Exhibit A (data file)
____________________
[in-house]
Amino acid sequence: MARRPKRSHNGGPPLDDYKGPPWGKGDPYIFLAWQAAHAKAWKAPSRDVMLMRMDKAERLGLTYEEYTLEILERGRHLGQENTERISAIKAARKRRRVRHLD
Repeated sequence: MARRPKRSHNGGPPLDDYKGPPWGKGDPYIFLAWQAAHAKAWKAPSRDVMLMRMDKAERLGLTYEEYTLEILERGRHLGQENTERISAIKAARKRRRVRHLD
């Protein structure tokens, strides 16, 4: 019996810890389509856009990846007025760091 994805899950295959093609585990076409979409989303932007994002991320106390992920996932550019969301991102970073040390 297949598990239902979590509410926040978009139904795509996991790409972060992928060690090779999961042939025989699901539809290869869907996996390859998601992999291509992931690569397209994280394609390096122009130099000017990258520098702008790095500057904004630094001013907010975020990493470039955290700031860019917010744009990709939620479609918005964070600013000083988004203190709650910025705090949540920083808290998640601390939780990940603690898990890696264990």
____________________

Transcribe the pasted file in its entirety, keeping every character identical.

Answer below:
[in-house]
Amino acid sequence: MARRPKRSHNGGPPLDDYKGPPWGKGDPYIFLAWQAAHAKAWKAPSRDVMLMRMDKAERLGLTYEEYTLEILERGRHLGQENTERISAIKAARKRRRVRHLD
Repeated sequence: MARRPKRSHNGGPPLDDYKGPPWGKGDPYIFLAWQAAHAKAWKAPSRDVMLMRMDKAERLGLTYEEYTLEILERGRHLGQENTERISAIKAARKRRRVRHLD
């Protein structure tokens, strides 16, 4: 019996810890389509856009990846007025760091 994805899950295959093609585990076409979409989303932007994002991320106390992920996932550019969301991102970073040390 297949598990239902979590509410926040978009139904795509996991790409972060992928060690090779999961042939025989699901539809290869869907996996390859998601992999291509992931690569397209994280394609390096122009130099000017990258520098702008790095500057904004630094001013907010975020990493470039955290700031860019917010744009990709939620479609918005964070600013000083988004203190709650910025705090949540920083808290998640601390939780990940603690898990890696264990």